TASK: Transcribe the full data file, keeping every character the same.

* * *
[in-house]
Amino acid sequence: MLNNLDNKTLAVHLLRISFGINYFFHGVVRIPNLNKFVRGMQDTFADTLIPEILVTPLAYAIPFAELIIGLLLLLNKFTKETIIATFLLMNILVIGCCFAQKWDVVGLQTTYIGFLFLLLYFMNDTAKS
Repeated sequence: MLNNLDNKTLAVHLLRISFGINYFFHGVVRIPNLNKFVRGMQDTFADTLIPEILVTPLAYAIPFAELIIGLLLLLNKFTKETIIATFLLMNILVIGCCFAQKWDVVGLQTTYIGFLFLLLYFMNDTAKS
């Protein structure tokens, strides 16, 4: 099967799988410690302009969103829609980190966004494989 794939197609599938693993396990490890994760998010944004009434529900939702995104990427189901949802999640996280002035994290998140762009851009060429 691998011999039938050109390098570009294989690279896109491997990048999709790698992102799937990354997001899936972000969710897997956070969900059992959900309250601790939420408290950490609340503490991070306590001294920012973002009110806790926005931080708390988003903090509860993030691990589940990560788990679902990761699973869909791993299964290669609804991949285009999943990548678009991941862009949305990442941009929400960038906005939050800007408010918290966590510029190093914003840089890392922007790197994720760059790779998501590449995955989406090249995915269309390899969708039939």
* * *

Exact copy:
[in-house]
Amino acid sequence: MLNNLDNKTLAVHLLRISFGINYFFHGVVRIPNLNKFVRGMQDTFADTLIPEILVTPLAYAIPFAELIIGLLLLLNKFTKETIIATFLLMNILVIGCCFAQKWDVVGLQTTYIGFLFLLLYFMNDTAKS
Repeated sequence: MLNNLDNKTLAVHLLRISFGINYFFHGVVRIPNLNKFVRGMQDTFADTLIPEILVTPLAYAIPFAELIIGLLLLLNKFTKETIIATFLLMNILVIGCCFAQKWDVVGLQTTYIGFLFLLLYFMNDTAKS
């Protein structure tokens, strides 16, 4: 099967799988410690302009969103829609980190966004494989 794939197609599938693993396990490890994760998010944004009434529900939702995104990427189901949802999640996280002035994290998140762009851009060429 691998011999039938050109390098570009294989690279896109491997990048999709790698992102799937990354997001899936972000969710897997956070969900059992959900309250601790939420408290950490609340503490991070306590001294920012973002009110806790926005931080708390988003903090509860993030691990589940990560788990679902990761699973869909791993299964290669609804991949285009999943990548678009991941862009949305990442941009929400960038906005939050800007408010918290966590510029190093914003840089890392922007790197994720760059790779998501590449995955989406090249995915269309390899969708039939």